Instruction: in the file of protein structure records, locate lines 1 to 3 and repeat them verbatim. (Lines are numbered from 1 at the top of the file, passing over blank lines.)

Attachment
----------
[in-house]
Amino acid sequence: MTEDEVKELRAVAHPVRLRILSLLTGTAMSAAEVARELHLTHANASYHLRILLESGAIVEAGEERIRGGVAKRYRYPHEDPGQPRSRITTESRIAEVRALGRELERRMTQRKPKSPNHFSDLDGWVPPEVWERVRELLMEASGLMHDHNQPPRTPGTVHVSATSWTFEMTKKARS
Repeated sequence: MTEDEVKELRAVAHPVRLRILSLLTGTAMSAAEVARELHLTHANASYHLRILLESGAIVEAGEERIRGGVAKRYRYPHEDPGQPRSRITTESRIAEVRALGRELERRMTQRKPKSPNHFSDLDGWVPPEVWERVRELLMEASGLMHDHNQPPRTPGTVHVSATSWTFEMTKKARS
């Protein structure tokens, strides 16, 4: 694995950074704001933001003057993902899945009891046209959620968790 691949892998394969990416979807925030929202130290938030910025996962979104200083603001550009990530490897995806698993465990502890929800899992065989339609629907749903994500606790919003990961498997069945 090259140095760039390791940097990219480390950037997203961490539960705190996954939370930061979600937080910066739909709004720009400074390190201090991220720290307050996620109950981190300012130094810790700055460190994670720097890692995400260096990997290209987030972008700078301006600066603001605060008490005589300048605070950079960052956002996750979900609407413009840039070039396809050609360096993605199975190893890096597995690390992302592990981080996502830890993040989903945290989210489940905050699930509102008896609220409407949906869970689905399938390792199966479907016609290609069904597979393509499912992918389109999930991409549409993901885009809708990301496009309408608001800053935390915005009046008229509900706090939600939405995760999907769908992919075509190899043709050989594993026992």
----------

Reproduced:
[in-house]
Amino acid sequence: MTEDEVKELRAVAHPVRLRILSLLTGTAMSAAEVARELHLTHANASYHLRILLESGAIVEAGEERIRGGVAKRYRYPHEDPGQPRSRITTESRIAEVRALGRELERRMTQRKPKSPNHFSDLDGWVPPEVWERVRELLMEASGLMHDHNQPPRTPGTVHVSATSWTFEMTKKARS
Repeated sequence: MTEDEVKELRAVAHPVRLRILSLLTGTAMSAAEVARELHLTHANASYHLRILLESGAIVEAGEERIRGGVAKRYRYPHEDPGQPRSRITTESRIAEVRALGRELERRMTQRKPKSPNHFSDLDGWVPPEVWERVRELLMEASGLMHDHNQPPRTPGTVHVSATSWTFEMTKKARS